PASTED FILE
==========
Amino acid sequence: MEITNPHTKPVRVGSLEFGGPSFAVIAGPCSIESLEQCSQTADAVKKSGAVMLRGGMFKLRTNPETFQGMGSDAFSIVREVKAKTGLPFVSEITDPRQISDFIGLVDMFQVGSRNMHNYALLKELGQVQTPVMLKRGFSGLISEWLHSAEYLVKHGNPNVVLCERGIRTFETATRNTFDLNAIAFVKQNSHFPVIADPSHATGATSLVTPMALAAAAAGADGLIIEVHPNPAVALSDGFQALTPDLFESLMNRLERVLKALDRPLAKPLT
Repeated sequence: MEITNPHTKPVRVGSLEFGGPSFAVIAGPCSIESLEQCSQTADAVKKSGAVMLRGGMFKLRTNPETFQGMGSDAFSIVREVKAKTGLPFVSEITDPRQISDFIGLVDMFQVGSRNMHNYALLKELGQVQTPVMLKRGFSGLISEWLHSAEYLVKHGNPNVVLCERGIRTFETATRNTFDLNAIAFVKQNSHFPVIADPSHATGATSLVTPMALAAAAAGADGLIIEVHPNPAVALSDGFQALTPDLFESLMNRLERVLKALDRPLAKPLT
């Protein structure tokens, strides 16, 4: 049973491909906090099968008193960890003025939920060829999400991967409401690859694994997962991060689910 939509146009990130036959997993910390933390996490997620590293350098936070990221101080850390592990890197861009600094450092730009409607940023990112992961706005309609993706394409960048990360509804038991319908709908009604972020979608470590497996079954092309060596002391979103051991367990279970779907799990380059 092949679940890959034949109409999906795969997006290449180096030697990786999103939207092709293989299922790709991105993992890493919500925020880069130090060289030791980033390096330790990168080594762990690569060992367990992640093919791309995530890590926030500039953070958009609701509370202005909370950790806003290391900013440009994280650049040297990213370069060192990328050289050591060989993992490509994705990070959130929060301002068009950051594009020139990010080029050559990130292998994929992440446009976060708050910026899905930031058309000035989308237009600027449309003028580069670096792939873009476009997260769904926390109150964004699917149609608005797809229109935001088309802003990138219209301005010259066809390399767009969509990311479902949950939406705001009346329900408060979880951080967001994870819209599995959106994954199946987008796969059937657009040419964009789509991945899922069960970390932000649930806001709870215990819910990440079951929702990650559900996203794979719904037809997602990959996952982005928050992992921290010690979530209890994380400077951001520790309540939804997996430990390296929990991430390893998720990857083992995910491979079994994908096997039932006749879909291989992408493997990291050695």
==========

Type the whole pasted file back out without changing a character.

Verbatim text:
Amino acid sequence: MEITNPHTKPVRVGSLEFGGPSFAVIAGPCSIESLEQCSQTADAVKKSGAVMLRGGMFKLRTNPETFQGMGSDAFSIVREVKAKTGLPFVSEITDPRQISDFIGLVDMFQVGSRNMHNYALLKELGQVQTPVMLKRGFSGLISEWLHSAEYLVKHGNPNVVLCERGIRTFETATRNTFDLNAIAFVKQNSHFPVIADPSHATGATSLVTPMALAAAAAGADGLIIEVHPNPAVALSDGFQALTPDLFESLMNRLERVLKALDRPLAKPLT
Repeated sequence: MEITNPHTKPVRVGSLEFGGPSFAVIAGPCSIESLEQCSQTADAVKKSGAVMLRGGMFKLRTNPETFQGMGSDAFSIVREVKAKTGLPFVSEITDPRQISDFIGLVDMFQVGSRNMHNYALLKELGQVQTPVMLKRGFSGLISEWLHSAEYLVKHGNPNVVLCERGIRTFETATRNTFDLNAIAFVKQNSHFPVIADPSHATGATSLVTPMALAAAAAGADGLIIEVHPNPAVALSDGFQALTPDLFESLMNRLERVLKALDRPLAKPLT
């Protein structure tokens, strides 16, 4: 049973491909906090099968008193960890003025939920060829999400991967409401690859694994997962991060689910 939509146009990130036959997993910390933390996490997620590293350098936070990221101080850390592990890197861009600094450092730009409607940023990112992961706005309609993706394409960048990360509804038991319908709908009604972020979608470590497996079954092309060596002391979103051991367990279970779907799990380059 092949679940890959034949109409999906795969997006290449180096030697990786999103939207092709293989299922790709991105993992890493919500925020880069130090060289030791980033390096330790990168080594762990690569060992367990992640093919791309995530890590926030500039953070958009609701509370202005909370950790806003290391900013440009994280650049040297990213370069060192990328050289050591060989993992490509994705990070959130929060301002068009950051594009020139990010080029050559990130292998994929992440446009976060708050910026899905930031058309000035989308237009600027449309003028580069670096792939873009476009997260769904926390109150964004699917149609608005797809229109935001088309802003990138219209301005010259066809390399767009969509990311479902949950939406705001009346329900408060979880951080967001994870819209599995959106994954199946987008796969059937657009040419964009789509991945899922069960970390932000649930806001709870215990819910990440079951929702990650559900996203794979719904037809997602990959996952982005928050992992921290010690979530209890994380400077951001520790309540939804997996430990390296929990991430390893998720990857083992995910491979079994994908096997039932006749879909291989992408493997990291050695």